Types of wells: A well drilled to discover a new oil or gas reservoir is called a wildcat or exploratory well. The well that discovers a new field is called the discovery well for that field and subsequent wells – drilled to determine the field’s size and boundaries – are known as step-out, delineation or appraisal wells.
Developmental wells are drilled in a proved producing area and wells drilled between producing wells in an established field to increase production are called infill wells. Dry wells contain no oil or gas, or hydrocarbons in insufficient quantities.
Firming up the economics
Before drilling, the operator must evaluate the economic case for a well, calculating the chances of finding commercial quantities of oil or gas, how quickly a discovery would pay back the investment and how much of a profit it would eventually make – in light of the prevailing oil price.
Explorers bring expertise and risk capital to oil exploration, but seldom own, maintain or even operate the equipment. That and numerous other technical tasks are usually outsourced to specialist services companies.
An area is cleared for the drilling pad, water supply is established (by laying a water pipeline or digging a well) and a reserve pit is dug and lined with plastic to hold waste mud and cuttings from the well. Rig equipment is then installed, the most visible of which is the derrick, the metal framework that supports the weight of the drilling apparatus. The deeper the well, the heavier the load and the bigger and stronger the derrick needs to be.
Not one direction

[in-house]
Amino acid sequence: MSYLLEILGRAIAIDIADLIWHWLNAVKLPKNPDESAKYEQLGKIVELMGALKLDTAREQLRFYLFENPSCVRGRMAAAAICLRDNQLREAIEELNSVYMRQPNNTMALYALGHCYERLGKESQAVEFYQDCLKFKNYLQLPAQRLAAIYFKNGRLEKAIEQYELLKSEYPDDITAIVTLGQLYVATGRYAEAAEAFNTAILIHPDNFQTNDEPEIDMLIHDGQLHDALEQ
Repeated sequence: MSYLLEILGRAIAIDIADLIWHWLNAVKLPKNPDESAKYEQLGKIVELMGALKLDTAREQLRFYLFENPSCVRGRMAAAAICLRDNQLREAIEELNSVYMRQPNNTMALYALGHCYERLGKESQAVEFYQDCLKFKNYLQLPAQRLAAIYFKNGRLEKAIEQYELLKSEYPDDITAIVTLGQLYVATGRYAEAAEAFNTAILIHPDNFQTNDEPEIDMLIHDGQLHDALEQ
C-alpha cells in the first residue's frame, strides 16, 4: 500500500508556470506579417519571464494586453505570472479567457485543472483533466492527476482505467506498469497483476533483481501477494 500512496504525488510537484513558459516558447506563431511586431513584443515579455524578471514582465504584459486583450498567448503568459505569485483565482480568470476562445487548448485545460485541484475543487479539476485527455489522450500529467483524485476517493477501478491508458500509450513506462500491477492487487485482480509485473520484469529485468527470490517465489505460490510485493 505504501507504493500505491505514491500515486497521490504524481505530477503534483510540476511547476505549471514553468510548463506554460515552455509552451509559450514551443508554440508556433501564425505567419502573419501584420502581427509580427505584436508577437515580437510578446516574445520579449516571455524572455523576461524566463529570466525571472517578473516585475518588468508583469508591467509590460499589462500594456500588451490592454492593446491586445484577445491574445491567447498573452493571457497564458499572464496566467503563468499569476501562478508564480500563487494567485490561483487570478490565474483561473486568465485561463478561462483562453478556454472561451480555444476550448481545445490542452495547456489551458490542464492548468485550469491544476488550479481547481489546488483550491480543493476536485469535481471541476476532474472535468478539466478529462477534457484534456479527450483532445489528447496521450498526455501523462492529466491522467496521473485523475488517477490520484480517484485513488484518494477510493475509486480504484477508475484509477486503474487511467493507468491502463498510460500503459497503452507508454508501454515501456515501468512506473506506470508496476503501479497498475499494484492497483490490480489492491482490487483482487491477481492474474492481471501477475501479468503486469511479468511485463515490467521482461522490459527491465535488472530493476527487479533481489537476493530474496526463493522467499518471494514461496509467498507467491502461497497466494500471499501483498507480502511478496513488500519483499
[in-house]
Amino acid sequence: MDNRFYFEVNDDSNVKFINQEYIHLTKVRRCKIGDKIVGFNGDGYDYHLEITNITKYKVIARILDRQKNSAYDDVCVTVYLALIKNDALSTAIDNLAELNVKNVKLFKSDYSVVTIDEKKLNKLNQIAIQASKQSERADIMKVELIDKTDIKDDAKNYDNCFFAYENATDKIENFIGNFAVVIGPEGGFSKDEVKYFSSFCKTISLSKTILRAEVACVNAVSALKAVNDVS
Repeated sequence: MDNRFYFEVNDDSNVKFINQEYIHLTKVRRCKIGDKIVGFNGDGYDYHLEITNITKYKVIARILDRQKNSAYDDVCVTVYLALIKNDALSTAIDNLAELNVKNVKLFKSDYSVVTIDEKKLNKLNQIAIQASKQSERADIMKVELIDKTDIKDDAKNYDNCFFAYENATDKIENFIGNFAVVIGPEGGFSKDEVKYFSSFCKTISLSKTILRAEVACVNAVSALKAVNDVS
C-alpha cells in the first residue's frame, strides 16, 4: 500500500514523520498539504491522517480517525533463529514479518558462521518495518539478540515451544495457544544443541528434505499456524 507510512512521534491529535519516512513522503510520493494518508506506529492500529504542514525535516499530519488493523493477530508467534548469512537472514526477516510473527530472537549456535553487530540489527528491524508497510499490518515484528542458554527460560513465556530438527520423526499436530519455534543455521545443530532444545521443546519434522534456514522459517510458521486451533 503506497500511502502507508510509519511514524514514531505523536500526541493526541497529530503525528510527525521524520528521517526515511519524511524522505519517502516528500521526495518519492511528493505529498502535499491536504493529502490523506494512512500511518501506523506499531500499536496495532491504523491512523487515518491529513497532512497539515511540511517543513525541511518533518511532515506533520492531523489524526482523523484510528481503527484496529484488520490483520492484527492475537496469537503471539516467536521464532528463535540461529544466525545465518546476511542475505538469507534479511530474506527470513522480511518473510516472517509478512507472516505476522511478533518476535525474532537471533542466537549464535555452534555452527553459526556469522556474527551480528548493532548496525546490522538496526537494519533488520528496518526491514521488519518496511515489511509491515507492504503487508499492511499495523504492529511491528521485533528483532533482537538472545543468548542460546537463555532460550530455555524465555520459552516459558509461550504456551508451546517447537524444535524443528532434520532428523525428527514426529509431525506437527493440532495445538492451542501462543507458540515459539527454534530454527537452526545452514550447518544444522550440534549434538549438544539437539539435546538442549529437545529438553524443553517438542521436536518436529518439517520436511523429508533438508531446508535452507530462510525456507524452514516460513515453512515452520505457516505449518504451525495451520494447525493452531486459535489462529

Drilling a vertical well in a perfectly straight line is difficult: when the drillbit encounters a different type of rock, it tends to deflect slightly – or dogleg. But most wells in the US these days, and many more around the world, aren’t vertical. They’re designed not to be straight.
In directional drilling, special power tools build angles into the wellbore, mixing up vertical and curved sections, and building in variations in azimuth. Horizontal wells, a type of directional well, can deviate by 90 degrees from the vertical and, from that point, even start to drill upwards. Extended-reach wells have lateral sections stretching up to around 12 kilometres.
There are lots of reasons for drilling horizontally. Directional wells can navigate round underground hazards. They can minimize surface impact because several wells can be drilled from one point. They can reduce costs by enabling offshore deposits to be drilled from land – making costly platforms unnecessary. And a single horizontal well can encounter multiple reservoirs and replace the need for dozens of vertical wells.
To be continued…